by Leigh Somerville, For Business First
Aug 5, 2002
Patients can leave the hospital sicker than they arrived if construction crews don’t use the proper precautions to control infection during renovations and additions.
Several groups have taken steps to ensure that the most basic tenet for the health-care profession? ‘Do no harm’ also applies to building contractors working in hospitals.
The Centers for Disease Control and Prevention revised its guidelines in January of 2001 to include planning preventive measures for infection control before construction projects begin.
In January the Joint Commission on Accreditation of Health Care Organizations added similar standards, which parallel American Institute of Architects guidelines requiring Infection Control Risk Assessments.
Being More Vigilant
Health Facilities Management, an industry publication, recently reported that airborne mold and fungi spores, which can be released in dust generated by construction projects, contribute to the deaths of as many as 5,000 patients each year.
Infection control is not a new concern for contractors, but health-care providers and regulatory organizations are looking at construction more carefully now, says Lee Denning, project manager for Greensboro, N.C., construction firm Rentenbach.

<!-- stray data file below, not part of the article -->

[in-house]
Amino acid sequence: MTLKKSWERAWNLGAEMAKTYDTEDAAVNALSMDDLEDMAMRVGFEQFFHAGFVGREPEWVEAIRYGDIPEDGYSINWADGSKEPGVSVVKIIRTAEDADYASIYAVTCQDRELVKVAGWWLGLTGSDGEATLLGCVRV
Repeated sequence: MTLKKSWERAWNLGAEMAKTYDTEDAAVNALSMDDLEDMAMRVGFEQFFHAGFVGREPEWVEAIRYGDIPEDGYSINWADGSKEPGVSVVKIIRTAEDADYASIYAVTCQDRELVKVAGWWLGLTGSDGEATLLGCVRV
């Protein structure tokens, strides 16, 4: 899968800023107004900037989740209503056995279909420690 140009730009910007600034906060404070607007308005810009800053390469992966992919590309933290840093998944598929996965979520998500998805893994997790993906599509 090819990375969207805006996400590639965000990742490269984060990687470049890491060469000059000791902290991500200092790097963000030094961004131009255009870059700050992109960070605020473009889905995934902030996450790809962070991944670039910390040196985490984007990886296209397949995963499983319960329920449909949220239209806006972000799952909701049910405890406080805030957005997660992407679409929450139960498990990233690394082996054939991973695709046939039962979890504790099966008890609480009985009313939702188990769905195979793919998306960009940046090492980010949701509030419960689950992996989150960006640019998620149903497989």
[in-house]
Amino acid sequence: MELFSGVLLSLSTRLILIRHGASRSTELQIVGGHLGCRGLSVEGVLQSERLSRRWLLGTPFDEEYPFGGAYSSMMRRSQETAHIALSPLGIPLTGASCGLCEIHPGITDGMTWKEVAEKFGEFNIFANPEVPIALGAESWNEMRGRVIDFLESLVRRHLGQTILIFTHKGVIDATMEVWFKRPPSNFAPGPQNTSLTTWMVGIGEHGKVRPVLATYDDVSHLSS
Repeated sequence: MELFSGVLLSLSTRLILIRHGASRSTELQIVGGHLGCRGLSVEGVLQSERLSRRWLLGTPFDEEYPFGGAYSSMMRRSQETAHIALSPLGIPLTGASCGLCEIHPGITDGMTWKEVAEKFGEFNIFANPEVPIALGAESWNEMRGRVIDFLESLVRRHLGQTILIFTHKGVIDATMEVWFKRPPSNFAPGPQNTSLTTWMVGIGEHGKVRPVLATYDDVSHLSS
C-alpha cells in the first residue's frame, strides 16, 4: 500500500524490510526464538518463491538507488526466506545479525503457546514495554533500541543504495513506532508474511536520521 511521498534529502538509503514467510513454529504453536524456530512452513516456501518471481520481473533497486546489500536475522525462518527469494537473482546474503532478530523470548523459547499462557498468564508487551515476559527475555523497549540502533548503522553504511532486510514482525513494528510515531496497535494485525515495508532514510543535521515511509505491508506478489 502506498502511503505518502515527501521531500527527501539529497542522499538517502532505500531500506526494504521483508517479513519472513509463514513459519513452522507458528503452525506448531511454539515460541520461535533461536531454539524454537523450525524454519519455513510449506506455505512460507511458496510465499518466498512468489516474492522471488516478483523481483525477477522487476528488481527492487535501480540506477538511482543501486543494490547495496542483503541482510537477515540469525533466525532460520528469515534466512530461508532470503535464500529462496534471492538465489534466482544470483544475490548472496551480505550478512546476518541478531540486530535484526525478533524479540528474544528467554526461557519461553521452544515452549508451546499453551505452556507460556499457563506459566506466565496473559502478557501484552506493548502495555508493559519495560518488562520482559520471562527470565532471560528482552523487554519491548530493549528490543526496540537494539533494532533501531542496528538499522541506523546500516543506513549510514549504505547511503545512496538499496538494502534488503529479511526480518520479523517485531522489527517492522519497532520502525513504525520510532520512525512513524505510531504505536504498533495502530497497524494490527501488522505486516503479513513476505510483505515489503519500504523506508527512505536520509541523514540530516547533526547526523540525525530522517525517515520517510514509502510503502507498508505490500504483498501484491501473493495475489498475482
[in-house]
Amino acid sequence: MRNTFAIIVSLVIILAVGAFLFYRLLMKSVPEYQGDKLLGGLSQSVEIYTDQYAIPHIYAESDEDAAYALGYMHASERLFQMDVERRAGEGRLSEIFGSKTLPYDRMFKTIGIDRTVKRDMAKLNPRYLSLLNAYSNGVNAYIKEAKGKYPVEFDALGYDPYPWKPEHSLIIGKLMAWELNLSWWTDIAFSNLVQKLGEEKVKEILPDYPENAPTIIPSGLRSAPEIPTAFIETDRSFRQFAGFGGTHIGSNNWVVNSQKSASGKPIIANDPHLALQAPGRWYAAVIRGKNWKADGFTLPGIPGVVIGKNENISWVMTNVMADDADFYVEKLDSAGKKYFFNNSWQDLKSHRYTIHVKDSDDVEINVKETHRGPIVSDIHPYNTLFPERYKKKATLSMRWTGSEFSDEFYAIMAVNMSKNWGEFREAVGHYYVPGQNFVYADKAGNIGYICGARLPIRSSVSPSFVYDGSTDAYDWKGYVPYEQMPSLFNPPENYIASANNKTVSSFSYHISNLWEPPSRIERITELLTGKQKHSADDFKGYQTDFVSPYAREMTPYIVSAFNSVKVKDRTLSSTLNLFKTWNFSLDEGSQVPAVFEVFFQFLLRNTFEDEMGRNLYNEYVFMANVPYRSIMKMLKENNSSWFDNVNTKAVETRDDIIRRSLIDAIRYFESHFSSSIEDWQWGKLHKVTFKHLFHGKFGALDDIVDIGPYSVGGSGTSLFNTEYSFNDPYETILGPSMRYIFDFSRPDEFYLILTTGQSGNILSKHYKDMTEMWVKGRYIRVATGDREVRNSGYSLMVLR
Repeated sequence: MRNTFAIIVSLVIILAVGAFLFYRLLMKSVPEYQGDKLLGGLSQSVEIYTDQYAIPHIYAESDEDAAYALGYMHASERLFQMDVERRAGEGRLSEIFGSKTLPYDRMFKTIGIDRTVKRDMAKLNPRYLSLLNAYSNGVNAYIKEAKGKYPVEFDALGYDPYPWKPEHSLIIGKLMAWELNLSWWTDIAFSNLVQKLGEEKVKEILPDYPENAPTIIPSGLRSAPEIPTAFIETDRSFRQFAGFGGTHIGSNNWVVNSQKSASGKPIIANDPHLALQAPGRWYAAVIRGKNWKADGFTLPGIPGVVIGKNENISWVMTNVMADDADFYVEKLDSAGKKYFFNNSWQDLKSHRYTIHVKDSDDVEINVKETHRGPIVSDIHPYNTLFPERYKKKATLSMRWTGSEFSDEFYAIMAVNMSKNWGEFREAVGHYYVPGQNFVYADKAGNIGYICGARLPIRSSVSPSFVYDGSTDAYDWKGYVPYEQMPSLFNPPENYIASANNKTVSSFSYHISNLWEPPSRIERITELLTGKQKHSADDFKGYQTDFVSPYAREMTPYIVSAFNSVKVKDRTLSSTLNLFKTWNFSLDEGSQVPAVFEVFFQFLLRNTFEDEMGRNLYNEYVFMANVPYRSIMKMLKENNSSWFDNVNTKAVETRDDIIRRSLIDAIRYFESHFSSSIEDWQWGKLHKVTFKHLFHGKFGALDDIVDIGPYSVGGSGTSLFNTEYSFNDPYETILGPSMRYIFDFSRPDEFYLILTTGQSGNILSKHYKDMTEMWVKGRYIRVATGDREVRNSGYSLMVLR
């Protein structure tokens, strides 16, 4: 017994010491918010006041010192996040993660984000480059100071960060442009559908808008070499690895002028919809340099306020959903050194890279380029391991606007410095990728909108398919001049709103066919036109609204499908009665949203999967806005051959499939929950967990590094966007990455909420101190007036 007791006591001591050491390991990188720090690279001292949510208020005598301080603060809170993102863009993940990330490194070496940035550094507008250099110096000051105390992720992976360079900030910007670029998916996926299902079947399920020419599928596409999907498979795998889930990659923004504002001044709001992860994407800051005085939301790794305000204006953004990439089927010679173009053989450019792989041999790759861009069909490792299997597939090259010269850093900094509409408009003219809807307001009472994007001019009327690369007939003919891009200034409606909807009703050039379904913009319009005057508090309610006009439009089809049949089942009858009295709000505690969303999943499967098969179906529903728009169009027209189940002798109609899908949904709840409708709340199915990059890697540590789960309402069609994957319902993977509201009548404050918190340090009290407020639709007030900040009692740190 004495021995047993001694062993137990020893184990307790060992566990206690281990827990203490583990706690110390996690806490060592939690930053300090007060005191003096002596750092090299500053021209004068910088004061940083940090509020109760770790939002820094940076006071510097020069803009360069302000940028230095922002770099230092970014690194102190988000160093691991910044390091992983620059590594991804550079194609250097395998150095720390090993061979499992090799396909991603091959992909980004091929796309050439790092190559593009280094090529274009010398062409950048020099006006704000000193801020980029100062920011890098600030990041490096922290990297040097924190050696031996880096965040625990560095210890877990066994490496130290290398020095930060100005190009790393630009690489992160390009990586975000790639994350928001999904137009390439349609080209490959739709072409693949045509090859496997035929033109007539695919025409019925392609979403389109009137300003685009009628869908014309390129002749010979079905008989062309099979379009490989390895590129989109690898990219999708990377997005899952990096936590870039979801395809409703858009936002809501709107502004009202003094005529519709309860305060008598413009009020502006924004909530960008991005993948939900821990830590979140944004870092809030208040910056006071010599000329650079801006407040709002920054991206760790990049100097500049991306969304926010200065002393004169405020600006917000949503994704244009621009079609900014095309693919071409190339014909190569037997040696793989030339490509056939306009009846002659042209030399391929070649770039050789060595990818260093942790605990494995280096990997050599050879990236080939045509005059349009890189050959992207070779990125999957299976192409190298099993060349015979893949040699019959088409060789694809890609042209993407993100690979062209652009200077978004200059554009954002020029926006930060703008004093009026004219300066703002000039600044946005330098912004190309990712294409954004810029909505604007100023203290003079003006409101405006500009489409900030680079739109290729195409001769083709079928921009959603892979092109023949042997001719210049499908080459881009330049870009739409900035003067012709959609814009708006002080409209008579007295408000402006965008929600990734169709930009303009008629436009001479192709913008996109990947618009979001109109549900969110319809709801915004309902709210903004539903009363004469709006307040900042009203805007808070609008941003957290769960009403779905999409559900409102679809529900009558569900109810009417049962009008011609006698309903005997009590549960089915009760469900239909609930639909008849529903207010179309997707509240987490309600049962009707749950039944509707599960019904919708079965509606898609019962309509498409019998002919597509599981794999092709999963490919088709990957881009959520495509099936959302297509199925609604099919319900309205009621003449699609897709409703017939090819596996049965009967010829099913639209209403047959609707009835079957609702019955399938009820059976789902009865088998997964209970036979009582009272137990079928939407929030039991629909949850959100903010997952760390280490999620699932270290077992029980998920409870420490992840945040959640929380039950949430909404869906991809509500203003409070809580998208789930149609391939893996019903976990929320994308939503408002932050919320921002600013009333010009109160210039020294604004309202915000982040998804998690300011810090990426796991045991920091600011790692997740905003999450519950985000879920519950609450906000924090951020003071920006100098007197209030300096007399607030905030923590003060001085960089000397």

“The Joint Commission is looking more at construction than it used to, and hospitals are establishing guidelines,” Denning says.
The biggest challenge, Denning says, is educating the crew to follow the guidelines.
“Like any other quality control, you have to keep people educated,” Denning says. “As long as everybody can work together, doing the work is not a problem.”
Diann Boyette, infection control manager for Forsyth Medical Center and Medical Park Hospital in Greensboro, N.C., says that when she began work 10 years ago infection control during construction was not considered to the degree that it is today.
“We weren’t involved upfront like we are now,” Boyette says.
Seal It for Safety
Boyette says that before a project begins, her staff meets with engineers and architects to talk about where construction will occur, what kind of hazards could be encountered and what measures need to be taken to prevent patients and employees from exposure to infection.
During construction, exposed surfaces are covered with drop-cloths, room doors are closed, surfaces are dampened to control dust and unused doors are sealed with duct tape. Air vents are blocked, dust mats are placed at entrances and exits and HVAC systems are isolated from work areas.
Crews vacuum with a filter vacuum at the end of work shifts, maintain air filtration systems and seal holes, conduits and punctures prior to leaving the work area. Barriers remain until the project has been inspected.
“The changes in the standards and guidelines are good because we’re providing more protection for our patients by looking upfront for hazards and making sure we have appropriate barriers in place,” Boyette says.
Slump Spurs Competition